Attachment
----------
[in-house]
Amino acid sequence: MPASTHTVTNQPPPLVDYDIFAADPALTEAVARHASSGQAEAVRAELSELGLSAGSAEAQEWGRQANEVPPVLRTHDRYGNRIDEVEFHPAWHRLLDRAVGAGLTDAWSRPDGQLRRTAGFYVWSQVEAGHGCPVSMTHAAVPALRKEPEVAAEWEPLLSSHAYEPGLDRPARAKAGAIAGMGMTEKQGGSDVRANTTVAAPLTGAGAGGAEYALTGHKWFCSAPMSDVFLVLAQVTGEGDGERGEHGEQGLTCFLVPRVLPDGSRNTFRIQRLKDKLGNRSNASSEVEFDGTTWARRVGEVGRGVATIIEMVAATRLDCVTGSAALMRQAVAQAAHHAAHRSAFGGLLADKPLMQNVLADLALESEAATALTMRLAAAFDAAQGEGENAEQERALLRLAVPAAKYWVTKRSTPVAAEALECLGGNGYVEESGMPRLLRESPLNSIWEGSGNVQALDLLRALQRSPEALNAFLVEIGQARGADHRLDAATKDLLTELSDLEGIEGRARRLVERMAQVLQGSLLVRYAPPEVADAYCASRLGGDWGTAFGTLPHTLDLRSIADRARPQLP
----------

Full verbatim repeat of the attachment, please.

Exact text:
[in-house]
Amino acid sequence: MPASTHTVTNQPPPLVDYDIFAADPALTEAVARHASSGQAEAVRAELSELGLSAGSAEAQEWGRQANEVPPVLRTHDRYGNRIDEVEFHPAWHRLLDRAVGAGLTDAWSRPDGQLRRTAGFYVWSQVEAGHGCPVSMTHAAVPALRKEPEVAAEWEPLLSSHAYEPGLDRPARAKAGAIAGMGMTEKQGGSDVRANTTVAAPLTGAGAGGAEYALTGHKWFCSAPMSDVFLVLAQVTGEGDGERGEHGEQGLTCFLVPRVLPDGSRNTFRIQRLKDKLGNRSNASSEVEFDGTTWARRVGEVGRGVATIIEMVAATRLDCVTGSAALMRQAVAQAAHHAAHRSAFGGLLADKPLMQNVLADLALESEAATALTMRLAAAFDAAQGEGENAEQERALLRLAVPAAKYWVTKRSTPVAAEALECLGGNGYVEESGMPRLLRESPLNSIWEGSGNVQALDLLRALQRSPEALNAFLVEIGQARGADHRLDAATKDLLTELSDLEGIEGRARRLVERMAQVLQGSLLVRYAPPEVADAYCASRLGGDWGTAFGTLPHTLDLRSIADRARPQLP